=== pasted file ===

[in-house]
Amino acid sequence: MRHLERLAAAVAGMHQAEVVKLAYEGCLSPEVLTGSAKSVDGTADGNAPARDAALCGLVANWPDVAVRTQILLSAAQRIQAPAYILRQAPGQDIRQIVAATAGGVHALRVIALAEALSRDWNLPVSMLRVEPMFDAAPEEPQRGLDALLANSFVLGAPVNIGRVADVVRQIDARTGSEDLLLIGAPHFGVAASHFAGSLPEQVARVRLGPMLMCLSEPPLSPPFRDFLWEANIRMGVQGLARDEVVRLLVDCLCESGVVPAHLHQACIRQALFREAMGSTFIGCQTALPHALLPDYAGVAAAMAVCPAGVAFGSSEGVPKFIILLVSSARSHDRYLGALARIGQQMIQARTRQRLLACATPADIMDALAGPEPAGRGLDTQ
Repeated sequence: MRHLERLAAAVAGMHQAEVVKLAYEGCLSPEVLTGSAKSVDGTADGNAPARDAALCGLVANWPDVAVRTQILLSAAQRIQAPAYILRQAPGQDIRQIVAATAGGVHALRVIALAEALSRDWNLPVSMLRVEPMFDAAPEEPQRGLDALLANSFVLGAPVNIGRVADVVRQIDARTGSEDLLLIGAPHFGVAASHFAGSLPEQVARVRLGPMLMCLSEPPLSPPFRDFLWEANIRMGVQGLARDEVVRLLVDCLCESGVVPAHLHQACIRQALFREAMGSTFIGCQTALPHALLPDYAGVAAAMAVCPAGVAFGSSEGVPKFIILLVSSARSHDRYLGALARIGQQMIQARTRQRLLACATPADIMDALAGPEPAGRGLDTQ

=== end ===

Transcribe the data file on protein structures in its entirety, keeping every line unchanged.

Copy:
[in-house]
Amino acid sequence: MRHLERLAAAVAGMHQAEVVKLAYEGCLSPEVLTGSAKSVDGTADGNAPARDAALCGLVANWPDVAVRTQILLSAAQRIQAPAYILRQAPGQDIRQIVAATAGGVHALRVIALAEALSRDWNLPVSMLRVEPMFDAAPEEPQRGLDALLANSFVLGAPVNIGRVADVVRQIDARTGSEDLLLIGAPHFGVAASHFAGSLPEQVARVRLGPMLMCLSEPPLSPPFRDFLWEANIRMGVQGLARDEVVRLLVDCLCESGVVPAHLHQACIRQALFREAMGSTFIGCQTALPHALLPDYAGVAAAMAVCPAGVAFGSSEGVPKFIILLVSSARSHDRYLGALARIGQQMIQARTRQRLLACATPADIMDALAGPEPAGRGLDTQ
Repeated sequence: MRHLERLAAAVAGMHQAEVVKLAYEGCLSPEVLTGSAKSVDGTADGNAPARDAALCGLVANWPDVAVRTQILLSAAQRIQAPAYILRQAPGQDIRQIVAATAGGVHALRVIALAEALSRDWNLPVSMLRVEPMFDAAPEEPQRGLDALLANSFVLGAPVNIGRVADVVRQIDARTGSEDLLLIGAPHFGVAASHFAGSLPEQVARVRLGPMLMCLSEPPLSPPFRDFLWEANIRMGVQGLARDEVVRLLVDCLCESGVVPAHLHQACIRQALFREAMGSTFIGCQTALPHALLPDYAGVAAAMAVCPAGVAFGSSEGVPKFIILLVSSARSHDRYLGALARIGQQMIQARTRQRLLACATPADIMDALAGPEPAGRGLDTQ